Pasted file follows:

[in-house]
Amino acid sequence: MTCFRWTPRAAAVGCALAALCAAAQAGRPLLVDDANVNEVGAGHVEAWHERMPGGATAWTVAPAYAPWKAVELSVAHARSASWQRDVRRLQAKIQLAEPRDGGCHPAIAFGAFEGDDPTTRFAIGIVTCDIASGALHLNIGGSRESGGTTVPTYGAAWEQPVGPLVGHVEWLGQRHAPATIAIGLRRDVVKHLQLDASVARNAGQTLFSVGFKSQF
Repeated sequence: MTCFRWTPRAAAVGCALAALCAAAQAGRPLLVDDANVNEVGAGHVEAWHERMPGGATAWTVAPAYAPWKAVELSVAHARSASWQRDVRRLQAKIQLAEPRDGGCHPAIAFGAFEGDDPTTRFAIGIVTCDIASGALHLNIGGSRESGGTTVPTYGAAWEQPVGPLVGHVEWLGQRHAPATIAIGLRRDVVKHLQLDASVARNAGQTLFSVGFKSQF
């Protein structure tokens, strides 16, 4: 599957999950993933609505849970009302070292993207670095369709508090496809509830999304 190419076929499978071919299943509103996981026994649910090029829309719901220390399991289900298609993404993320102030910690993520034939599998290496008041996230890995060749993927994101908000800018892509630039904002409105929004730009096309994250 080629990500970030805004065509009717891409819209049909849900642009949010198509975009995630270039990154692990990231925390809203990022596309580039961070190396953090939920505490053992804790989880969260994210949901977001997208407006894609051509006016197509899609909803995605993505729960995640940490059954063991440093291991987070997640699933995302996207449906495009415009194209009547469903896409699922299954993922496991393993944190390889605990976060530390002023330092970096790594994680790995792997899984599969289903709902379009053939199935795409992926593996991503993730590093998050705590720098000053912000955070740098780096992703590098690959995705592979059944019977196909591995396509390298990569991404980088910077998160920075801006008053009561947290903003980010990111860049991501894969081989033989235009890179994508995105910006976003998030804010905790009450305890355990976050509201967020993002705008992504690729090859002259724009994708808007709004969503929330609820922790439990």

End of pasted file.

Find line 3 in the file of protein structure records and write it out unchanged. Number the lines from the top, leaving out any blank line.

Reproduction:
Repeated sequence: MTCFRWTPRAAAVGCALAALCAAAQAGRPLLVDDANVNEVGAGHVEAWHERMPGGATAWTVAPAYAPWKAVELSVAHARSASWQRDVRRLQAKIQLAEPRDGGCHPAIAFGAFEGDDPTTRFAIGIVTCDIASGALHLNIGGSRESGGTTVPTYGAAWEQPVGPLVGHVEWLGQRHAPATIAIGLRRDVVKHLQLDASVARNAGQTLFSVGFKSQF